Monday, February 17, 2014

My Money Smart Challenge

I have completed the first three modules of FDIC's Money Smart financial literacy curriculum! Honestly, I thought these courses would be informative yet easy. I was highly mistaken. At the beginning of each module I was asked a series of questions to test my knowledge. I never passed a pre-test. Here are some I missed:

Which of the following is an example of a secured loan?
a. Home loans and home equity loans
b. Most credit cards
c. Personal loans
d. Student loans

In which two of the situations below would you need to see the customer service representative at a bank?
a. Refer you to a person who can help you
b. Deposit your money for you
c. Take applications for loans offered at the bank
d. Answer general questions

Which of the following must be included in the Truth in Lending Disclosure? Select all that apply
a. Amount financed
b. APR
c. Finance charge
d. Total payments

Did you think you knew the answers? You better recheck! The first one is a, second is a and d, and the third is a, b, c, and d.

Here are some major benefits from just the first three modules of FDIC's Money Smart curriculum I'd like to share with you.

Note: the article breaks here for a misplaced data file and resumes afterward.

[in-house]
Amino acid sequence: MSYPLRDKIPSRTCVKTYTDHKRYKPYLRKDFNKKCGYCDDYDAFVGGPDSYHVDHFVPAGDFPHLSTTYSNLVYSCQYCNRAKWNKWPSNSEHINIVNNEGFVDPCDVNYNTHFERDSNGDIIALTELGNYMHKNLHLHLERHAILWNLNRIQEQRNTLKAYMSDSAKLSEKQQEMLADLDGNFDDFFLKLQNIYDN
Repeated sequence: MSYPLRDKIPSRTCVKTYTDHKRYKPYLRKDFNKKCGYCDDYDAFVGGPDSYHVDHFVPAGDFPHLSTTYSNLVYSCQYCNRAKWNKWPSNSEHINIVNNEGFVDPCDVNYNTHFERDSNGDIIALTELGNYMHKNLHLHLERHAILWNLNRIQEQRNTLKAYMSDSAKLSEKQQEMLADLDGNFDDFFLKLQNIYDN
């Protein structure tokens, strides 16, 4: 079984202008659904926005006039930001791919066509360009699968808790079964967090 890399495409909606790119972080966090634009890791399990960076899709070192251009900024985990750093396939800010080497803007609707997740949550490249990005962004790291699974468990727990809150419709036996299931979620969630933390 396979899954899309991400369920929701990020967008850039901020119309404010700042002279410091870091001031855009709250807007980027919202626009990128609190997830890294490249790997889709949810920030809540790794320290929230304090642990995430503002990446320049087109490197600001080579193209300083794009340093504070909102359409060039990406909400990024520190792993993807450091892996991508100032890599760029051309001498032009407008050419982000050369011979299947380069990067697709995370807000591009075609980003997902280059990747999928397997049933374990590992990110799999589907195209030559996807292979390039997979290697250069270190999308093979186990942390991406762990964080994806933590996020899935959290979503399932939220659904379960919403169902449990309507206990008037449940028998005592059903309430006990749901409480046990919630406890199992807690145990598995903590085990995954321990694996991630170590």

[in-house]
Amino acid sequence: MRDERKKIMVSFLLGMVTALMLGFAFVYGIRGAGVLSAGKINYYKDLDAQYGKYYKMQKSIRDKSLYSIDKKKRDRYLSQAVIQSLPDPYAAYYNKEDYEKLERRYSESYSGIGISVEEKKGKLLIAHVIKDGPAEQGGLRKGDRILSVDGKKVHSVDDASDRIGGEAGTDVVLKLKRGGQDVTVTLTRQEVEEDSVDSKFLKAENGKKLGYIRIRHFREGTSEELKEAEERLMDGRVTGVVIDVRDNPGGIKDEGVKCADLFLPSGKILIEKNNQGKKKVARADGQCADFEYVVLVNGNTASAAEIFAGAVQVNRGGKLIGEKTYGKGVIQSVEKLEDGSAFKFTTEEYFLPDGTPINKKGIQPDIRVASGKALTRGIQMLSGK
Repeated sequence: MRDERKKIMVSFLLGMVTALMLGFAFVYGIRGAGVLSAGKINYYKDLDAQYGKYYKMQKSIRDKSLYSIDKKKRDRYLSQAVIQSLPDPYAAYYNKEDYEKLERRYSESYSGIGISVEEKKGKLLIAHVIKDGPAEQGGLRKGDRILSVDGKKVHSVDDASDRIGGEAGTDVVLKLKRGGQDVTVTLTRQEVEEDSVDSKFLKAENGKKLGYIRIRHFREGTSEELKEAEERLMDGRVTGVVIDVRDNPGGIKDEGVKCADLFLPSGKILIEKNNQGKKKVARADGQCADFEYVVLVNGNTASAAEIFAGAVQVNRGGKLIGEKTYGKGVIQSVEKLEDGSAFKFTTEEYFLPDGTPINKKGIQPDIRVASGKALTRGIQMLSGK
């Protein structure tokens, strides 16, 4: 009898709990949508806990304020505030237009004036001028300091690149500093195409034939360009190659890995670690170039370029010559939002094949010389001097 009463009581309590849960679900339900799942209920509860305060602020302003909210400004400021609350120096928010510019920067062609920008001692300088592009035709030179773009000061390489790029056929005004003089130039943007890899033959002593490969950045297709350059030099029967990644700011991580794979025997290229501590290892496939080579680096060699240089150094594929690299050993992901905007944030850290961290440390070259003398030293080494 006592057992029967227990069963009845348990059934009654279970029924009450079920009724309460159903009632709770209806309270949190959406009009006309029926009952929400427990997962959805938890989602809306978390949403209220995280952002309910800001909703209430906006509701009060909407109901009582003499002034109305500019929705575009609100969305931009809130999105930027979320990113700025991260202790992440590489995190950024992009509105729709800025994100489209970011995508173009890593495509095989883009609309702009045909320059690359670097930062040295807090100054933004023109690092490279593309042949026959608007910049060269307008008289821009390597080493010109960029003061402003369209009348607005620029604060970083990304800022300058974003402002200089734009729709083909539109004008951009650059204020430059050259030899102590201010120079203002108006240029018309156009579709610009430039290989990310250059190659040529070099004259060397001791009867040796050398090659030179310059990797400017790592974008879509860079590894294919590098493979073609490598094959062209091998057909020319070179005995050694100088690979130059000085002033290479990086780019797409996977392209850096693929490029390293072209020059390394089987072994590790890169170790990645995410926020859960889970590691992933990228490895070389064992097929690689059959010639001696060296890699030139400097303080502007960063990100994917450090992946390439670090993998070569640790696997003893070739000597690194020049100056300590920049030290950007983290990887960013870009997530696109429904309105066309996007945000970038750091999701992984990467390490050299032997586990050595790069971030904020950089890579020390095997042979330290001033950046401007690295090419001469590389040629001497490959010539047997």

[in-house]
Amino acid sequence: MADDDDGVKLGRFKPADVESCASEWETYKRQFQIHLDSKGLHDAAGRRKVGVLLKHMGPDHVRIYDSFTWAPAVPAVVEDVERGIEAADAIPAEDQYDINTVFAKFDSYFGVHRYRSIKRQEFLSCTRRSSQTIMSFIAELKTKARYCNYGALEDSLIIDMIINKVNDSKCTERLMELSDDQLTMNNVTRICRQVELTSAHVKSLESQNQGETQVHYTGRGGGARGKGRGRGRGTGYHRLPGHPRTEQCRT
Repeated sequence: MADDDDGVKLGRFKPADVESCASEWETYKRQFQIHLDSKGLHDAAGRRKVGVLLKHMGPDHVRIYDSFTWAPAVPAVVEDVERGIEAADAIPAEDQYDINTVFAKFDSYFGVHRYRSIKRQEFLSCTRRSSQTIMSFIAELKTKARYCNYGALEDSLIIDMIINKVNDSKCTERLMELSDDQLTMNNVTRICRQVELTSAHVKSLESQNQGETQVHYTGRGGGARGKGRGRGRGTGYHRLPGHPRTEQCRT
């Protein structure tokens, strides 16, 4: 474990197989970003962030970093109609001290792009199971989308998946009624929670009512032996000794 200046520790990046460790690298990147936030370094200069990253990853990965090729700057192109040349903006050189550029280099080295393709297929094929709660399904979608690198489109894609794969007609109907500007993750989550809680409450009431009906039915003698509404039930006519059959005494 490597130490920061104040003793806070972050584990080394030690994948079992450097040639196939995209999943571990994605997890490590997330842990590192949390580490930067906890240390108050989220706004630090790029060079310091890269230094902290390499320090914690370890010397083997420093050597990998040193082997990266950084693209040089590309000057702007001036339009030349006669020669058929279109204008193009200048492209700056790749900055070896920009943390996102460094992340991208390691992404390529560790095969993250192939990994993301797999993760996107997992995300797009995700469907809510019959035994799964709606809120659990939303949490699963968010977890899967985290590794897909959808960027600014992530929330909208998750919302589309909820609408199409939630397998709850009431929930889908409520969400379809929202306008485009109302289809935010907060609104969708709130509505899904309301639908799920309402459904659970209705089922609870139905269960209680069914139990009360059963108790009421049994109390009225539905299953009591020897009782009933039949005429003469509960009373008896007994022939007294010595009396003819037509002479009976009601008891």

1. Choosing the right financial institution for your specific needs will save you much frustration. For example, when I moved out of my parent's home to attend a university I never thought about changing banks. However, without the joint support of my parents as well as my student level income I was charged numerous bank fees. I could have easily avoided those fees by simply doing a little research and choosing the best checking account for me.

2. Its good to know how much your financial institution is insured. Insured institutions are guaranteed by the FDIC (Federal Deposit Insurance Corporation). So, if the institution fails the FDIC would return your money, up to the insured amount. To calculate the insurance coverage of your accounts go to FDIC's Electronic Deposit Insurance Estimator at  

3. Financial institutions may share your information with other companies to offer you other products and services. Federal privacy laws give you the right to opt out of some sharing of your personal financial information. To learn how to opt out go to 

Financial literacy is the first step out of asset poverty. See my previous blog for more information on what exactly is asset poverty at Our New Century IDA program uses  FDIC's Money Smart for partnering Crosby Scholars participants. Info on Crosby Scholars programs can be found at , to participate contact EISR’s Barbara Johnson at 

Be on the lookout for the next blog on my Money Smart Challenge progress!